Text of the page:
6. US to store passenger data for 15 years.

    I find this tidbit interesting.

    “The text includes provisions under which “sensitive personal data” ? such as ethnic origin, political opinions, and details of health or sex life ? can be used in exceptional circumstances where an individual’s life could be imperilled.”

    http://www.guardian.co.uk/worl…..enger-data

    So how are they getting health and sex-life data?

  7. So how are they getting health and sex-life data?

    Medical records! Anybody want to remind me how this whole democracy thing prevents tyranny again?

    1. Well democracy doesn’t. It’s majority rule. That’s one of the reasons our founder created a republic instead. They knew we would fuck it up, the citizenry always fucks it up.

  8. founder = founders

  9. So what was the deal?

    1. The deal is that Wyden pulls his amendment, and then gets to trust the word of Harry Reid in return.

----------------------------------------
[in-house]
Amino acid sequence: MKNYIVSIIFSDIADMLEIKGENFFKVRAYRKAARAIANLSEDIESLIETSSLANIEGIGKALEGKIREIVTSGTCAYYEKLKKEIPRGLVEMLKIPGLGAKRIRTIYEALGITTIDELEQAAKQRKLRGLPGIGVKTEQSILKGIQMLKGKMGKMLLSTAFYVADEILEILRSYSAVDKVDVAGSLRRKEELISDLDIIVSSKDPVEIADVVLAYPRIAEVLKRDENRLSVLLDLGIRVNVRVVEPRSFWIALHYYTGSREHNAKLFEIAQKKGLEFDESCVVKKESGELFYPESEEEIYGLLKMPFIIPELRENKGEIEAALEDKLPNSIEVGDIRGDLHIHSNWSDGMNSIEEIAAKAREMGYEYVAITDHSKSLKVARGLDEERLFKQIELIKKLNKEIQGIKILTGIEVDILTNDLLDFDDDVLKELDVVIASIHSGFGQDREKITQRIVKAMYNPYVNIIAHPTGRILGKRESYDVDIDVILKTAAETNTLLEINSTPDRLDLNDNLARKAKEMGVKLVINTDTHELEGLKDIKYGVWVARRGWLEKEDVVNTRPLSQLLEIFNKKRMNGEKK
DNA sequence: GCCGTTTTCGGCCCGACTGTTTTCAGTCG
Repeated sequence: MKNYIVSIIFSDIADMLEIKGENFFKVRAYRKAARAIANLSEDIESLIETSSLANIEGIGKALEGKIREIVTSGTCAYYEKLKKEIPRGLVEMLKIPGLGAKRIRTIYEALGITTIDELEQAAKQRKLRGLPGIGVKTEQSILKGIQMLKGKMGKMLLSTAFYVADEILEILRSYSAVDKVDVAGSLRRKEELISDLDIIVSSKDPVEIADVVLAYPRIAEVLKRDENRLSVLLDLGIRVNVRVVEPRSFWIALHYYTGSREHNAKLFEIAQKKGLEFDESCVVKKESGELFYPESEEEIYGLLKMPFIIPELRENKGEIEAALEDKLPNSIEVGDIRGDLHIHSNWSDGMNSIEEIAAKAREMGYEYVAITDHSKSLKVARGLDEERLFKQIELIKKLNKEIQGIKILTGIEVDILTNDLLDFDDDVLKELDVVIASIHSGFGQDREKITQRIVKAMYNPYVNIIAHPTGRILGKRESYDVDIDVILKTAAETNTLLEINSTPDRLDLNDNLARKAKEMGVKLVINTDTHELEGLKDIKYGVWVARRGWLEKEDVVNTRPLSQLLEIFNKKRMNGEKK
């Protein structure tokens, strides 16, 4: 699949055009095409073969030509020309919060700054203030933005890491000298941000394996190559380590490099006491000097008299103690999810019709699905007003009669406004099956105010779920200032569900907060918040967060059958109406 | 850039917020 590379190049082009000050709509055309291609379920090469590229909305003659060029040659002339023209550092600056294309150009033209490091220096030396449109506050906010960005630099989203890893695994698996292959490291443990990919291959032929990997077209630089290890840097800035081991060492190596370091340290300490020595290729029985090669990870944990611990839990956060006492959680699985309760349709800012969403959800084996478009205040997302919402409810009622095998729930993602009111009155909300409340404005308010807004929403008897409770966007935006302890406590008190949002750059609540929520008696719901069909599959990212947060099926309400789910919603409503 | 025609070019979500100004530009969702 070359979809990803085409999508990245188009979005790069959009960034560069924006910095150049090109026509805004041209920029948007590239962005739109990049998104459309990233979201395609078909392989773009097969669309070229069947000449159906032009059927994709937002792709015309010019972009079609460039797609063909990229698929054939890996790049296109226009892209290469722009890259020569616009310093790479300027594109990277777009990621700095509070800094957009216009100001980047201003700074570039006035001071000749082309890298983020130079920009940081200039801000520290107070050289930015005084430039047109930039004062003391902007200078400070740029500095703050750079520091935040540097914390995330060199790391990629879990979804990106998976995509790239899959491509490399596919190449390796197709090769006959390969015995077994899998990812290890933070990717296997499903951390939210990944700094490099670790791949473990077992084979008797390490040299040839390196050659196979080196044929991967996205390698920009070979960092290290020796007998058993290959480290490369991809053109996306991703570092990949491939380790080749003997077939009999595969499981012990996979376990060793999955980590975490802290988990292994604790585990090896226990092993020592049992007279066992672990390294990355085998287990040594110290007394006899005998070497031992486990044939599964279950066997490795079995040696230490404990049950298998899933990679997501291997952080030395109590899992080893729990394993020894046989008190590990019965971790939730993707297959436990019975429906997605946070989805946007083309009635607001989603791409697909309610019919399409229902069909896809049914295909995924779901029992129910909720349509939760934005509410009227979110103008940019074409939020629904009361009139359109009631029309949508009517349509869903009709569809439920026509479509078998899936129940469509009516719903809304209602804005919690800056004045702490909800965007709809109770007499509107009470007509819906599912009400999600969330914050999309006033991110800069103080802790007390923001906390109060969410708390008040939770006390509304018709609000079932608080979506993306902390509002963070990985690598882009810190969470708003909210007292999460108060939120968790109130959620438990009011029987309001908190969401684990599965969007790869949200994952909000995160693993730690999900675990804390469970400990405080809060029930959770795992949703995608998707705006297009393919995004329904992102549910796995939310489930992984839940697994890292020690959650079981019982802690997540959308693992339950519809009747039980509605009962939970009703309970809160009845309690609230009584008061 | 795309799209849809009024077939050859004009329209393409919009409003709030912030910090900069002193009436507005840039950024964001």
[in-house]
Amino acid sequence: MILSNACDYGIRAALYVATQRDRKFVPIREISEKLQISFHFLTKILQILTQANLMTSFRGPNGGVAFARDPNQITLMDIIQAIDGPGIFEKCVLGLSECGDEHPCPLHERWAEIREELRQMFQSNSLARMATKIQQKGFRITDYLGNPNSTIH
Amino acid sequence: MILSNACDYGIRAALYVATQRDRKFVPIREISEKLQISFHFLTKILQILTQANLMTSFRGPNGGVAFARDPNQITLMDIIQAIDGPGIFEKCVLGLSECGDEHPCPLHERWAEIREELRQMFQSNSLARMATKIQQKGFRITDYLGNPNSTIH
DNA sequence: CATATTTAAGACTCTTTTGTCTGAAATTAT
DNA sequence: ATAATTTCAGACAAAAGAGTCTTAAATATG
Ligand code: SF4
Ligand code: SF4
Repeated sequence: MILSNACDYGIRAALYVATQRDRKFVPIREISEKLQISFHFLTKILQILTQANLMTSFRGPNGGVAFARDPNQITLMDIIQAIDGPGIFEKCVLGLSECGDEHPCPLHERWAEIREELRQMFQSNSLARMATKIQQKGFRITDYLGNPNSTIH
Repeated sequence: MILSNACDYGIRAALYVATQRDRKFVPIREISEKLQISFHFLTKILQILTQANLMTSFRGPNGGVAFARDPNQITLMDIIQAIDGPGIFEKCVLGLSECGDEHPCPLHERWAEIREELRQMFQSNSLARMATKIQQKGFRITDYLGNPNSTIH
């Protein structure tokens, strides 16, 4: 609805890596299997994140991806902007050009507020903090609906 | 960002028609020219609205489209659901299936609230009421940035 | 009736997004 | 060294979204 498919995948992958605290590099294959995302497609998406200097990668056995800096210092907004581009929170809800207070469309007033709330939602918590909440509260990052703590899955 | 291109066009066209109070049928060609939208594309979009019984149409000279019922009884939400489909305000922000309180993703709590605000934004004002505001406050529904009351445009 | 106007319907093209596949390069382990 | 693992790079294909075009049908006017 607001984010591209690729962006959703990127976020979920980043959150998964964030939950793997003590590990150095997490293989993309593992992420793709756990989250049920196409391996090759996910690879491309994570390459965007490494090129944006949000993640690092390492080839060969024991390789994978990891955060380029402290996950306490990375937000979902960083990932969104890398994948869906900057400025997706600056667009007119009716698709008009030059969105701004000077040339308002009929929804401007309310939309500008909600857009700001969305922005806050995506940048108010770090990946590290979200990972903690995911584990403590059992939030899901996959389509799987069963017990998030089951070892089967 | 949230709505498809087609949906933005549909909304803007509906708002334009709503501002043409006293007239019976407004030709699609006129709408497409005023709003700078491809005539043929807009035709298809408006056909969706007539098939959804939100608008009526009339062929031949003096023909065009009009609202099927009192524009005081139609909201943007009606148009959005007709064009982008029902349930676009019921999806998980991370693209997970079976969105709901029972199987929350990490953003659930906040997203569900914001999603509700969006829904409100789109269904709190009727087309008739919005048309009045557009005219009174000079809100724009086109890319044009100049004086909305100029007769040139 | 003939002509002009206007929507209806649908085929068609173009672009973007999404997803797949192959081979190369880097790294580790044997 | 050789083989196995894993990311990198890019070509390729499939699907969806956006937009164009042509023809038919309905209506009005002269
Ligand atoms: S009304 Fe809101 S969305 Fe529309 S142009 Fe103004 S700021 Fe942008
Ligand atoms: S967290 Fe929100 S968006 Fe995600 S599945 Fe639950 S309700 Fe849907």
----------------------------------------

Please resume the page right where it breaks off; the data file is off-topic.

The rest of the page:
10. The deal is that Sen. Wyden now gets a hearing that would not have happened otherwise and few months to convince enough Senators that this is a real problem to so that he can pass this bill and end the secrecy. Or would you prefer it fails by a wide margin today?

    1. The deal is that Wyden will get a reacharound “one of these times, soon, I promise.”

      1. This deal is getting worse all the time!

    2. This would be just like the deal that he and others got several months ago with the temporary extension, the deal that there would be a full debate now and amendments allowed, right?

      Leader Reid has already shown himself to be a liar when it comes to USA PATRIOT Act hearings and amendments. Fool me once, fool me twice.

    3. The deal is that Sen. Wyden now gets a hearing that would not have happened otherwise

      To paraphrase slightly, “Sen. Wyden now gets time in front of the cameras that would not have happened otherwise.”

      If you know Wyden, that’s all you need to know to understand his acceptance of the deal.

  11. I can’t get my head around how you “secretly” interpret anything.

  12. Hahahah!!!!
    “Sure, you can have 30 hours of debate!”

    “Sure, you can have hearings later on!!”

    I have the easiest job in the world! I just have to make empty promises, and these rubes will fall for it OVER and OVER!! I am awesome. Really.